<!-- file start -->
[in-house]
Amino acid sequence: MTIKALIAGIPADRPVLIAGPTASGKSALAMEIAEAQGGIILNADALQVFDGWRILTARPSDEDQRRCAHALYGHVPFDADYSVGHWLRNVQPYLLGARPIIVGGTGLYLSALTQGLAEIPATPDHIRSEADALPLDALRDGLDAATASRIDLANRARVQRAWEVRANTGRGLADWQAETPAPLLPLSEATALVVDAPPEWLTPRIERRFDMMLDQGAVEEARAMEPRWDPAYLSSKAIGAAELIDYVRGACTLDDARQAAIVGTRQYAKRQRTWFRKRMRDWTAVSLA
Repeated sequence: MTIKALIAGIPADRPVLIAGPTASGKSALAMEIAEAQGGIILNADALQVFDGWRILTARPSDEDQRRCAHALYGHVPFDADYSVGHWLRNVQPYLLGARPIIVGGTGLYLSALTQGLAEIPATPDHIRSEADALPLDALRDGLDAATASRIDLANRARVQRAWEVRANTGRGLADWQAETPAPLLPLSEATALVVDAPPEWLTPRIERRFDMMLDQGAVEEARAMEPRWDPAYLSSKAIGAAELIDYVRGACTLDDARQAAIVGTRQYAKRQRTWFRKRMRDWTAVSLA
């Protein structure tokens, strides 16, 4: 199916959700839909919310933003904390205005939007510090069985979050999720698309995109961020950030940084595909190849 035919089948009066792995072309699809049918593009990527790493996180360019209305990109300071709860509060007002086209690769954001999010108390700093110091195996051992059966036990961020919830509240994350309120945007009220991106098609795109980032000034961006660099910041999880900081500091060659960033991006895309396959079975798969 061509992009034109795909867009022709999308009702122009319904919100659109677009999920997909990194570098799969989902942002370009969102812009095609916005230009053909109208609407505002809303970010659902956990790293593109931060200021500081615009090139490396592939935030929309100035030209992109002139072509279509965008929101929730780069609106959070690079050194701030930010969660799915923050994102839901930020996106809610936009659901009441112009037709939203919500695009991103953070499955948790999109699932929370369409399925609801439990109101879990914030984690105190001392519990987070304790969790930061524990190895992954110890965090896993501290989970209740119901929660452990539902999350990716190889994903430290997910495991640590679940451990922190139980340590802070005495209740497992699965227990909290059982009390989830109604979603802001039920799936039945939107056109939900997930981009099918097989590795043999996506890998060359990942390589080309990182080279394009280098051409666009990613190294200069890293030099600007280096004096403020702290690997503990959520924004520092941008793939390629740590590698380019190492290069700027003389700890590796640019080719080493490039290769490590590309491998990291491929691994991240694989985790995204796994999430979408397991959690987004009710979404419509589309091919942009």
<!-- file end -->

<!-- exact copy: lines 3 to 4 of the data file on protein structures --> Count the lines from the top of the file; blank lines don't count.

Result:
Repeated sequence: MTIKALIAGIPADRPVLIAGPTASGKSALAMEIAEAQGGIILNADALQVFDGWRILTARPSDEDQRRCAHALYGHVPFDADYSVGHWLRNVQPYLLGARPIIVGGTGLYLSALTQGLAEIPATPDHIRSEADALPLDALRDGLDAATASRIDLANRARVQRAWEVRANTGRGLADWQAETPAPLLPLSEATALVVDAPPEWLTPRIERRFDMMLDQGAVEEARAMEPRWDPAYLSSKAIGAAELIDYVRGACTLDDARQAAIVGTRQYAKRQRTWFRKRMRDWTAVSLA
């Protein structure tokens, strides 16, 4: 199916959700839909919310933003904390205005939007510090069985979050999720698309995109961020950030940084595909190849 035919089948009066792995072309699809049918593009990527790493996180360019209305990109300071709860509060007002086209690769954001999010108390700093110091195996051992059966036990961020919830509240994350309120945007009220991106098609795109980032000034961006660099910041999880900081500091060659960033991006895309396959079975798969 061509992009034109795909867009022709999308009702122009319904919100659109677009999920997909990194570098799969989902942002370009969102812009095609916005230009053909109208609407505002809303970010659902956990790293593109931060200021500081615009090139490396592939935030929309100035030209992109002139072509279509965008929101929730780069609106959070690079050194701030930010969660799915923050994102839901930020996106809610936009659901009441112009037709939203919500695009991103953070499955948790999109699932929370369409399925609801439990109101879990914030984690105190001392519990987070304790969790930061524990190895992954110890965090896993501290989970209740119901929660452990539902999350990716190889994903430290997910495991640590679940451990922190139980340590802070005495209740497992699965227990909290059982009390989830109604979603802001039920799936039945939107056109939900997930981009099918097989590795043999996506890998060359990942390589080309990182080279394009280098051409666009990613190294200069890293030099600007280096004096403020702290690997503990959520924004520092941008793939390629740590590698380019190492290069700027003389700890590796640019080719080493490039290769490590590309491998990291491929691994991240694989985790995204796994999430979408397991959690987004009710979404419509589309091919942009």